As usual, my first thought when I heard about the Scholastic Book Fair/Lauren Myracle book controversy (to sum up: middle grade author of non-gay-themed book asked to turn gay parents into straight parents for book fair edition) was a selfish one.
WAIT, HOW MANY ALTERED SCHOLASTIC EDITIONS OF BOOKS HAVE I READ?
I have fond memories of book fairs. We didn't have a lot of extra money when we were kids, and in my memory, book fairs were one of the only times I got to pick out my own books to keep. (My sisters may remember this differently, and I'm not even sure if book fairs were common when Kathleen was in elementary school. History of book fairs, anyone?) Why I wasted such opportunities on books like How to Draw Horses and The Ghost at Dawn's House is a mystery to me. (The fact that I remember buying these books specifically shows how significant the fairs were, I think.) I also remember buying a copy of Beverly Cleary's A Girl From Yamhill, though, and I think Daddy Long Legs.
Oh, how I remember the class visits to the book fairs to pick out what books we would buy when we came back with our parents, and how the teachers would try to shoo the kids away from the picture books once we were in upper elementary, which seems sad.
But how many of those books we bought at the book fairs had been changed from their original form? How many had words or characters or scenes altered? I learned about this practice a few years ago; I think it applies to the "book orders", too (those colorful fliers the teachers sent home every couple of months; I got a few books from there as well, like the first Pen Pals book). And I started to remember how occasionally I've noticed a difference in editions--like my ancient Scholastic copy of Anne Emery's Senior Year, in which teenagers are suddenly dancing the hustle instead of the original foxtrot.
I want to read the books as they're written. I think most people do. At the very least, I want to know I'm reading an altered edition. Are there disclaimers on Scholastic books now? I can't remember seeing one before. Don't we need a "this book has been edited for length and content" kind of message on there, so at least we KNOW the real book is out there?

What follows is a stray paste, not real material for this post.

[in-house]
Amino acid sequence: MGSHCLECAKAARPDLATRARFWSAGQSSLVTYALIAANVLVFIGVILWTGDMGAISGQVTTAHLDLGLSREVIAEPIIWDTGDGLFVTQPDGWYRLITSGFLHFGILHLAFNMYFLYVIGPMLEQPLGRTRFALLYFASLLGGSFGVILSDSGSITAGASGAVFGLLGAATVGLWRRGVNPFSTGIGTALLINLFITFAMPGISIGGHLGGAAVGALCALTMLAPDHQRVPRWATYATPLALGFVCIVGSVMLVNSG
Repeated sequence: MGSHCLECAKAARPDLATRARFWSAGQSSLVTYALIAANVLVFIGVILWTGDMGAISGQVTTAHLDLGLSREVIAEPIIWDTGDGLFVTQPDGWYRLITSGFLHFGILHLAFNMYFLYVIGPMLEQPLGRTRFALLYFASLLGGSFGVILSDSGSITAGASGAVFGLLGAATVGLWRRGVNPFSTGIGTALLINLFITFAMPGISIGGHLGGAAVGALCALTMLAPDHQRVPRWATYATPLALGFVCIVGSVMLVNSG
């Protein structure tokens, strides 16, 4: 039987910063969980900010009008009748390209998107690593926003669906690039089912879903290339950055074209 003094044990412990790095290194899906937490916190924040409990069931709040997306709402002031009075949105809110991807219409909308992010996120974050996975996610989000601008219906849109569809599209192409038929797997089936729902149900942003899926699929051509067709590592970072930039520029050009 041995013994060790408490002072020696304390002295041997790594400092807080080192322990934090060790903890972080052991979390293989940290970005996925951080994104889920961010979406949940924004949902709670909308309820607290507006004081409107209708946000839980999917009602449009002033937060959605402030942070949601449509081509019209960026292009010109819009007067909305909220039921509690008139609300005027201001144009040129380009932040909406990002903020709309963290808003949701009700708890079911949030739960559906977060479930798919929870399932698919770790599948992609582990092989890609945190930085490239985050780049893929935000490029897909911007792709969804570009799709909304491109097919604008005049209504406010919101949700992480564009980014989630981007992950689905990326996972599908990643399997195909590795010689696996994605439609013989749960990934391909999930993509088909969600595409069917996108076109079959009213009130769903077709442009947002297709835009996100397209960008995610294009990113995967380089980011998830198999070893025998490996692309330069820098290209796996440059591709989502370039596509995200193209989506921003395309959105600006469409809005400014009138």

If you were a parent and bought a no-gay-parents edition of Luv Ya Bunches (sorry, the sweetness of that title gives me the willies, too) for your kid, wouldn't you feel sort of dirty? I would.
Scholastic has put out a weird update on this situation of a neither-confirm-nor-deny stripe. (It makes no sense: if they "recognize Milla’s two moms as a positive and realistic aspect of the story", why would they ask to have them removed?) I'm puzzled that they mention carrying After Tupac and D Foster at book fairs. Is it an edited version or not? If not... why one and not the other? Perhaps it's because After Tupac skews slightly older; maybe it's the very middle-gradeness of Myracle's book that made someone think two moms were inappropriate. ("You can learn about different kinds of families when you're older, honey.") Maybe they know that the kind of parents who would be offended by Myracle's two moms would never, ever pick out After Tupac in the first place. Maybe they think the book is insidious because it looks "safe" but OMG liberal agenda!!!1!
Let's call it like it is, Scholastic. Let's put out Luv Ya Bunches: The Homophobic Edition.